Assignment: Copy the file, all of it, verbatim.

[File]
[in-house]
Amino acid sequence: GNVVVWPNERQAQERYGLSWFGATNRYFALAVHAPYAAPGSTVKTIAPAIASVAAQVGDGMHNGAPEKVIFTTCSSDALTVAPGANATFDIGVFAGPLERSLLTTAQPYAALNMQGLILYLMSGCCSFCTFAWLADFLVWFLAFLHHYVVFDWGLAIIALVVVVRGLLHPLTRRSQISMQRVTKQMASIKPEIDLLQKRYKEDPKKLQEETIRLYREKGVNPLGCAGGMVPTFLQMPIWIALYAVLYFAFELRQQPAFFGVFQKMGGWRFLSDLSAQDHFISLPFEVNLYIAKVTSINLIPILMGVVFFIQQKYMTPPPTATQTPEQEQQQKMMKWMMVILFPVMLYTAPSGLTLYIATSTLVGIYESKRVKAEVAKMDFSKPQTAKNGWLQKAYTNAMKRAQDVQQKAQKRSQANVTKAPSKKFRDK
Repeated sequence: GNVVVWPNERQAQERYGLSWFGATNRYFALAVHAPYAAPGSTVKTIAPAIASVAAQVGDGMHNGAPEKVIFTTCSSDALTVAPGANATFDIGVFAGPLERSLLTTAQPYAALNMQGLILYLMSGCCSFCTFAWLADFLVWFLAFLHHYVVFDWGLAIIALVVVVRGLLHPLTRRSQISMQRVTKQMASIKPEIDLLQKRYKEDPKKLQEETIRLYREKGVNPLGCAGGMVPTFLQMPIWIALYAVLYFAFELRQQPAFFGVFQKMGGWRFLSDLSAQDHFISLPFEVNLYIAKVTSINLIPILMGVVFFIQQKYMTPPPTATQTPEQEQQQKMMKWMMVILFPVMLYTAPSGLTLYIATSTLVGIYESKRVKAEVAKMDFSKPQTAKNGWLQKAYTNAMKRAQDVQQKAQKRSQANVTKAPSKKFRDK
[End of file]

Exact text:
[in-house]
Amino acid sequence: GNVVVWPNERQAQERYGLSWFGATNRYFALAVHAPYAAPGSTVKTIAPAIASVAAQVGDGMHNGAPEKVIFTTCSSDALTVAPGANATFDIGVFAGPLERSLLTTAQPYAALNMQGLILYLMSGCCSFCTFAWLADFLVWFLAFLHHYVVFDWGLAIIALVVVVRGLLHPLTRRSQISMQRVTKQMASIKPEIDLLQKRYKEDPKKLQEETIRLYREKGVNPLGCAGGMVPTFLQMPIWIALYAVLYFAFELRQQPAFFGVFQKMGGWRFLSDLSAQDHFISLPFEVNLYIAKVTSINLIPILMGVVFFIQQKYMTPPPTATQTPEQEQQQKMMKWMMVILFPVMLYTAPSGLTLYIATSTLVGIYESKRVKAEVAKMDFSKPQTAKNGWLQKAYTNAMKRAQDVQQKAQKRSQANVTKAPSKKFRDK
Repeated sequence: GNVVVWPNERQAQERYGLSWFGATNRYFALAVHAPYAAPGSTVKTIAPAIASVAAQVGDGMHNGAPEKVIFTTCSSDALTVAPGANATFDIGVFAGPLERSLLTTAQPYAALNMQGLILYLMSGCCSFCTFAWLADFLVWFLAFLHHYVVFDWGLAIIALVVVVRGLLHPLTRRSQISMQRVTKQMASIKPEIDLLQKRYKEDPKKLQEETIRLYREKGVNPLGCAGGMVPTFLQMPIWIALYAVLYFAFELRQQPAFFGVFQKMGGWRFLSDLSAQDHFISLPFEVNLYIAKVTSINLIPILMGVVFFIQQKYMTPPPTATQTPEQEQQQKMMKWMMVILFPVMLYTAPSGLTLYIATSTLVGIYESKRVKAEVAKMDFSKPQTAKNGWLQKAYTNAMKRAQDVQQKAQKRSQANVTKAPSKKFRDK